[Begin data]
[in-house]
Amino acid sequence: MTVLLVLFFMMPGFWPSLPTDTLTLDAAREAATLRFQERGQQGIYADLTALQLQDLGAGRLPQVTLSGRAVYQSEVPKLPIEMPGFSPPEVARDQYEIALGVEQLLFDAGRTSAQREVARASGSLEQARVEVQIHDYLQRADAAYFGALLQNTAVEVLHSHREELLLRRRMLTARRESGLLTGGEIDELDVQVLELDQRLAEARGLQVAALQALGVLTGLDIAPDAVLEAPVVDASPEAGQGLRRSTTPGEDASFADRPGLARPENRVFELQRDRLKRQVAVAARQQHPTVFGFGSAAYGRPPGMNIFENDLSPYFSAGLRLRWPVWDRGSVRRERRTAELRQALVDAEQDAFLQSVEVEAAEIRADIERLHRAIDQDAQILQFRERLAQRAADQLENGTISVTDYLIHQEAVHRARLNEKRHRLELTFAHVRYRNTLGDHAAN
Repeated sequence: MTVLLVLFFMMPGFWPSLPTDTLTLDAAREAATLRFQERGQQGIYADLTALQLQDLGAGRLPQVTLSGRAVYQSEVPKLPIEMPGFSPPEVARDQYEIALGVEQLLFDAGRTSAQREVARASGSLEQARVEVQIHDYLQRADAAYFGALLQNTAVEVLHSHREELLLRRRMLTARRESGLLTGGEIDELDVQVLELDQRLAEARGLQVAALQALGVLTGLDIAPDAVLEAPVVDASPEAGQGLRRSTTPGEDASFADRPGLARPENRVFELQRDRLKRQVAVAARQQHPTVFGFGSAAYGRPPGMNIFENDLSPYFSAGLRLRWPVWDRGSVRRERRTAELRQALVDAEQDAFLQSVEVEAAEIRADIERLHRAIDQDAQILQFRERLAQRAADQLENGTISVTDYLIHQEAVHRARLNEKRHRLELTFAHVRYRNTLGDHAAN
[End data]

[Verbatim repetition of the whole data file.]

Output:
[in-house]
Amino acid sequence: MTVLLVLFFMMPGFWPSLPTDTLTLDAAREAATLRFQERGQQGIYADLTALQLQDLGAGRLPQVTLSGRAVYQSEVPKLPIEMPGFSPPEVARDQYEIALGVEQLLFDAGRTSAQREVARASGSLEQARVEVQIHDYLQRADAAYFGALLQNTAVEVLHSHREELLLRRRMLTARRESGLLTGGEIDELDVQVLELDQRLAEARGLQVAALQALGVLTGLDIAPDAVLEAPVVDASPEAGQGLRRSTTPGEDASFADRPGLARPENRVFELQRDRLKRQVAVAARQQHPTVFGFGSAAYGRPPGMNIFENDLSPYFSAGLRLRWPVWDRGSVRRERRTAELRQALVDAEQDAFLQSVEVEAAEIRADIERLHRAIDQDAQILQFRERLAQRAADQLENGTISVTDYLIHQEAVHRARLNEKRHRLELTFAHVRYRNTLGDHAAN
Repeated sequence: MTVLLVLFFMMPGFWPSLPTDTLTLDAAREAATLRFQERGQQGIYADLTALQLQDLGAGRLPQVTLSGRAVYQSEVPKLPIEMPGFSPPEVARDQYEIALGVEQLLFDAGRTSAQREVARASGSLEQARVEVQIHDYLQRADAAYFGALLQNTAVEVLHSHREELLLRRRMLTARRESGLLTGGEIDELDVQVLELDQRLAEARGLQVAALQALGVLTGLDIAPDAVLEAPVVDASPEAGQGLRRSTTPGEDASFADRPGLARPENRVFELQRDRLKRQVAVAARQQHPTVFGFGSAAYGRPPGMNIFENDLSPYFSAGLRLRWPVWDRGSVRRERRTAELRQALVDAEQDAFLQSVEVEAAEIRADIERLHRAIDQDAQILQFRERLAQRAADQLENGTISVTDYLIHQEAVHRARLNEKRHRLELTFAHVRYRNTLGDHAAN